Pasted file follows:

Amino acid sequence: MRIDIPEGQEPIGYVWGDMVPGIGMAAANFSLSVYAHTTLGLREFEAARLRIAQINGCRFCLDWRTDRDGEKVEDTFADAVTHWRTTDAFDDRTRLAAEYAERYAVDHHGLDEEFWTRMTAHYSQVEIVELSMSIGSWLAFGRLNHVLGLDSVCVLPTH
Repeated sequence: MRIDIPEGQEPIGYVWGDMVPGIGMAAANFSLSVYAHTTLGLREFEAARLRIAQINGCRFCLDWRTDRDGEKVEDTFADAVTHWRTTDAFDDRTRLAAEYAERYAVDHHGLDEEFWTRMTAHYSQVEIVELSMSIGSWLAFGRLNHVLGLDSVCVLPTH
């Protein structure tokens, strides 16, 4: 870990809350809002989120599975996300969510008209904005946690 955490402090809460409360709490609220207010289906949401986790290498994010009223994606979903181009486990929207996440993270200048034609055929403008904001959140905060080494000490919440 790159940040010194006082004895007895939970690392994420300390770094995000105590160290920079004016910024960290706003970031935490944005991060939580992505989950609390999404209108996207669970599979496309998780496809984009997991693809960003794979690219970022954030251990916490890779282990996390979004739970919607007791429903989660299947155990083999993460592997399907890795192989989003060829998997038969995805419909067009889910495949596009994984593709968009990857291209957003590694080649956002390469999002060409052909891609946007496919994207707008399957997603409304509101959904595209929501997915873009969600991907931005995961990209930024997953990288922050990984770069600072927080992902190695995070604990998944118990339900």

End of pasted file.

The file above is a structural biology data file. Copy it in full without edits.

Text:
Amino acid sequence: MRIDIPEGQEPIGYVWGDMVPGIGMAAANFSLSVYAHTTLGLREFEAARLRIAQINGCRFCLDWRTDRDGEKVEDTFADAVTHWRTTDAFDDRTRLAAEYAERYAVDHHGLDEEFWTRMTAHYSQVEIVELSMSIGSWLAFGRLNHVLGLDSVCVLPTH
Repeated sequence: MRIDIPEGQEPIGYVWGDMVPGIGMAAANFSLSVYAHTTLGLREFEAARLRIAQINGCRFCLDWRTDRDGEKVEDTFADAVTHWRTTDAFDDRTRLAAEYAERYAVDHHGLDEEFWTRMTAHYSQVEIVELSMSIGSWLAFGRLNHVLGLDSVCVLPTH
């Protein structure tokens, strides 16, 4: 870990809350809002989120599975996300969510008209904005946690 955490402090809460409360709490609220207010289906949401986790290498994010009223994606979903181009486990929207996440993270200048034609055929403008904001959140905060080494000490919440 790159940040010194006082004895007895939970690392994420300390770094995000105590160290920079004016910024960290706003970031935490944005991060939580992505989950609390999404209108996207669970599979496309998780496809984009997991693809960003794979690219970022954030251990916490890779282990996390979004739970919607007791429903989660299947155990083999993460592997399907890795192989989003060829998997038969995805419909067009889910495949596009994984593709968009990857291209957003590694080649956002390469999002060409052909891609946007496919994207707008399957997603409304509101959904595209929501997915873009969600991907931005995961990209930024997953990288922050990984770069600072927080992902190695995070604990998944118990339900």